Category Archive: Work In Progress

The Making of a Tea Towel in Pictures

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On the weekend I went to a lovely housewarming party for my friends and new homeowners.

I wanted to make a little gift, and decided to whip together a little tea towel out of the awesome Nani Iro Painting Muji fabric from The Workroom – a great project to showcase the design by Naomi Ito.

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Leather iPhone Sleeve

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This year I got a new phone. And it’s pretty rad. Instagram is completely addictive and overall it’s great to be able to access whatever information you need without turning on the computer. Not to mention as of yesterday my mom is all about FaceTime. Which really shouldn’t surprise me. Though it does.

As soon as the phone arrived, people were telling me how delicate the screen is and how theirs shattered and how crucial a case is for it’s protection. In fear of having just bought an expensive paperweight, I started to cruise sites for cool cases. I thought about a basic Pantone, or maybe one from the designers at Society 6. But are these protective? Or just decorative outfits? I think the phone itself looks good, and doesn’t need any visual excess. Then I got an email from Makr, showcasing their leather phone cases (my favorite being the matte navy). What a great idea. A leather sleeve will protect the screen from key scratches and because of the texture, the phone won’t readily slip out of it’s case at inopportune times.

Because I had some leather sitting around, one night I drew up a pattern and stitched together the case. It’s just 2 pieces of leather cut into the shape of the phone, stitched around 3 sides. Really quick and simple.

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Friendship Bracelet Party

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With friendship bracelets making a comeback, I decided to revisit my youth and jump on the bandwagon at a Friendship Bracelet Party held at The Workroom during Lizzie House’s visit.

The colourway I decided upon was inspired by the shirt I was wearing at the time – an unexpected combination of pink, red, orange and purple.

To make it more challenging, of course, I decided to use a Japanese pattern book, because if you’re going to make a friendship bracelet, you might as well make a difficult one. It took about four starts to actually figure out how to accurately interpret the grid system, but in all honesty, it is not a particularly difficult pattern once you get going.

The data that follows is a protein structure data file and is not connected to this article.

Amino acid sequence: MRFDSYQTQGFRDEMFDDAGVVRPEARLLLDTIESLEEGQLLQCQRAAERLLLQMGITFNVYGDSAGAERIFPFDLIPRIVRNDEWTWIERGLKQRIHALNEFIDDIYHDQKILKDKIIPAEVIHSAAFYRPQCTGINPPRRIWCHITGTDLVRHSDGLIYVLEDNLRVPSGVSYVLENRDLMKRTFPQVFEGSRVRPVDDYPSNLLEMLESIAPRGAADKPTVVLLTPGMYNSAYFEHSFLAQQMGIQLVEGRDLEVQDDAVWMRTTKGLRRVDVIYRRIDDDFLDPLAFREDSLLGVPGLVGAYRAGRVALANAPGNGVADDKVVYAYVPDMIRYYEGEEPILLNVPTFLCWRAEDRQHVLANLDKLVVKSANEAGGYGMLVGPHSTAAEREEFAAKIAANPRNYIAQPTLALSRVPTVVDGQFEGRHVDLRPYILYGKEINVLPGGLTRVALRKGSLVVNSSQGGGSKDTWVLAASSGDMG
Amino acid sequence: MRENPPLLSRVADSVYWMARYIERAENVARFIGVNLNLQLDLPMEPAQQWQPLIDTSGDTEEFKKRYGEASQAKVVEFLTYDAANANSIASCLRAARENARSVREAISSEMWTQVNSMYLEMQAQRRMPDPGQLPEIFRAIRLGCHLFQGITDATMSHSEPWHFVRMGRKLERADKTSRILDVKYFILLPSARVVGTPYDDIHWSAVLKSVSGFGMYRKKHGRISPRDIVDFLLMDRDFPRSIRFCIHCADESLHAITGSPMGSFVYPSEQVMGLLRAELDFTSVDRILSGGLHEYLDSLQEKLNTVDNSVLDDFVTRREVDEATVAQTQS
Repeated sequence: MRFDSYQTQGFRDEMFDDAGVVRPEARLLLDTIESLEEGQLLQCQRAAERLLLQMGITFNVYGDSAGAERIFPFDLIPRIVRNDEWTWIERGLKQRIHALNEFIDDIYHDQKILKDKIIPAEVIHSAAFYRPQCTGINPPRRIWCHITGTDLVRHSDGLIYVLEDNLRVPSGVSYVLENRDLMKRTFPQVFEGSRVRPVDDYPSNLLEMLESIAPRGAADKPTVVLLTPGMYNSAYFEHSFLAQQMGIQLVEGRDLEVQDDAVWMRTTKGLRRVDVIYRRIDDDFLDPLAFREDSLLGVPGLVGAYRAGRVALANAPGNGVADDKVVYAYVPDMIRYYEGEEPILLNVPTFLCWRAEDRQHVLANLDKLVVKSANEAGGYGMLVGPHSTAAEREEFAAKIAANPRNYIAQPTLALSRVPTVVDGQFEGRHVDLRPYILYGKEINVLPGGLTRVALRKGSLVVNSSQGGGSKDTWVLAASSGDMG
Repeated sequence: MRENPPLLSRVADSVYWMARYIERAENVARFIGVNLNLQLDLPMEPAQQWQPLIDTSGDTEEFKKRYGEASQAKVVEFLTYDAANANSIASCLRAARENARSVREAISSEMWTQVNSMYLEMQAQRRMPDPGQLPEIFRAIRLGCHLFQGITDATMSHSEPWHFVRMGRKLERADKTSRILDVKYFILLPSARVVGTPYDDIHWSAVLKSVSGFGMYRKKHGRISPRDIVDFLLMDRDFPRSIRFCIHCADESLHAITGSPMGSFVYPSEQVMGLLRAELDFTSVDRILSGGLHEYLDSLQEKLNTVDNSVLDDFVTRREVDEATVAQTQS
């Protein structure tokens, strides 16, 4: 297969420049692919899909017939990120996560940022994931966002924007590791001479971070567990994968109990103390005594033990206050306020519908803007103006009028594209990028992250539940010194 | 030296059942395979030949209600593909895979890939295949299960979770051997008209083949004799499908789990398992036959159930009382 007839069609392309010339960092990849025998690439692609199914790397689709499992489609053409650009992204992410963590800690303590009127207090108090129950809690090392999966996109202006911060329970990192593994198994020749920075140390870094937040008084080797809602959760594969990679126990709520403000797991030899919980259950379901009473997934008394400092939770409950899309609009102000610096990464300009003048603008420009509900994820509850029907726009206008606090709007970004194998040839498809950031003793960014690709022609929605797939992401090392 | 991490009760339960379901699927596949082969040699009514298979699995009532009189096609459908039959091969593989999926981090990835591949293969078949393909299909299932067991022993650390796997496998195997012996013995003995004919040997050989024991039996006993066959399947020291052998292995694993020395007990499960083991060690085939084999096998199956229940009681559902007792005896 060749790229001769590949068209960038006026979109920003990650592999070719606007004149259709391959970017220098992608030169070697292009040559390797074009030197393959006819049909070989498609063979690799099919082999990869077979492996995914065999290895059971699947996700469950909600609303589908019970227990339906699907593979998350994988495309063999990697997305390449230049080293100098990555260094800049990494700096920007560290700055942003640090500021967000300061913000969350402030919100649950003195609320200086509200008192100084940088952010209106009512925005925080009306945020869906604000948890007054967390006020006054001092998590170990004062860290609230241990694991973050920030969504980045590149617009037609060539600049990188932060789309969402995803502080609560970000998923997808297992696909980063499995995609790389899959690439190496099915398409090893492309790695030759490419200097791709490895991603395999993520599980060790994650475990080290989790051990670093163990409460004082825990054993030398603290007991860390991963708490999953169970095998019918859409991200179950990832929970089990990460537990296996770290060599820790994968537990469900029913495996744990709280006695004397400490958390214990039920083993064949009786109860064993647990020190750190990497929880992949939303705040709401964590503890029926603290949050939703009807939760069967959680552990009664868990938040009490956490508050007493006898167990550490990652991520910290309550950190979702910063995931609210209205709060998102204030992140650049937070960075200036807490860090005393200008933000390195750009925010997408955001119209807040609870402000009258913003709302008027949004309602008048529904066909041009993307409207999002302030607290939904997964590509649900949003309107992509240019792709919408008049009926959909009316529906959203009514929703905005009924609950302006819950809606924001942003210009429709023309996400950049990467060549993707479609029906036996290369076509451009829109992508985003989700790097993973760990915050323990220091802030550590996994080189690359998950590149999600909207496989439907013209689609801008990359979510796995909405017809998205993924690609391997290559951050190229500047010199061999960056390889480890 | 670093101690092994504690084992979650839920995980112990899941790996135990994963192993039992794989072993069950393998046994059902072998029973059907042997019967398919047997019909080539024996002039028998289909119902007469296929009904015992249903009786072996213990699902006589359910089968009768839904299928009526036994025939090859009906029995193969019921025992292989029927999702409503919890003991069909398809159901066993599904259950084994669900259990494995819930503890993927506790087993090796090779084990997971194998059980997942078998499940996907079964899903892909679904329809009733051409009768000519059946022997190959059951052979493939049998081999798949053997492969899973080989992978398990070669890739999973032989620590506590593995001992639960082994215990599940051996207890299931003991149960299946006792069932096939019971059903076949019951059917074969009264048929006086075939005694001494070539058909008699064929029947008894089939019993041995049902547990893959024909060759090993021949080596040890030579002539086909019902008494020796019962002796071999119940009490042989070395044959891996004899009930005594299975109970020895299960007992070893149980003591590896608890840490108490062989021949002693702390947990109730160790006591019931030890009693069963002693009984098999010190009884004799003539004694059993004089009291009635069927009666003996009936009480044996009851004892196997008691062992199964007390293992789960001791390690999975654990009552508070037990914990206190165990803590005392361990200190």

And if you’re in the market for an inexpensive, compact project that travels well, I would definitely recommend starting a friendship bracelet.

Logo + Banner for Carolanne

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Carolanne’s banner is up! This summer I designed a logo and a banner for her quiltmaking business. It was a great project and experience, as we were both on the same page from the beginning with respect to the concept and design. We decided on an abstract acorn motif for a number of reasons like, not wanting to be too literal, and creating an image that is versatile and maintains a flexibility in terms of usage.

Carolanne is a lovely and talented quiltmaker. Impressively she does everything the old-fashioned way, by hand. I learned to piece and quilt by hand from her and her enthusiasm for the craft is infectious! She teaches quilting at the workroom, and if you’d like to see some of her work, you can check out her blog here.

Whole Cloth Quilting

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Ever since this whole mug rug trend came along in the crafting community, I’ve wanted to make some of my own. They are bigger than coasters, yet smaller than a placemat: the perfect size for a mug (an iced hot chocolate perhaps?) and a treat. I first saw this mug rug concept on Karyn’s blog, then on Katherine’s blog, and even my mom beat me to the project, only she calls them rug rats. From what I understand, the project originated here, where you can purchase a pattern, though using their approximate dimensions of 9.5”h x 6.5”w is probably enough to get you started.

When I signed up for Carolanne’s Whole Cloth Quilt class at The Workroom, it was the perfect opportunity to experiment with lots of hand quilting on a small, manageable scale. Which is a bit contrary to my normal approach to classes, which is usually to make something 3 times the size of everyone else’s, or make 2 instead of 1, or if everyone is making a square, make a circle. You get the idea.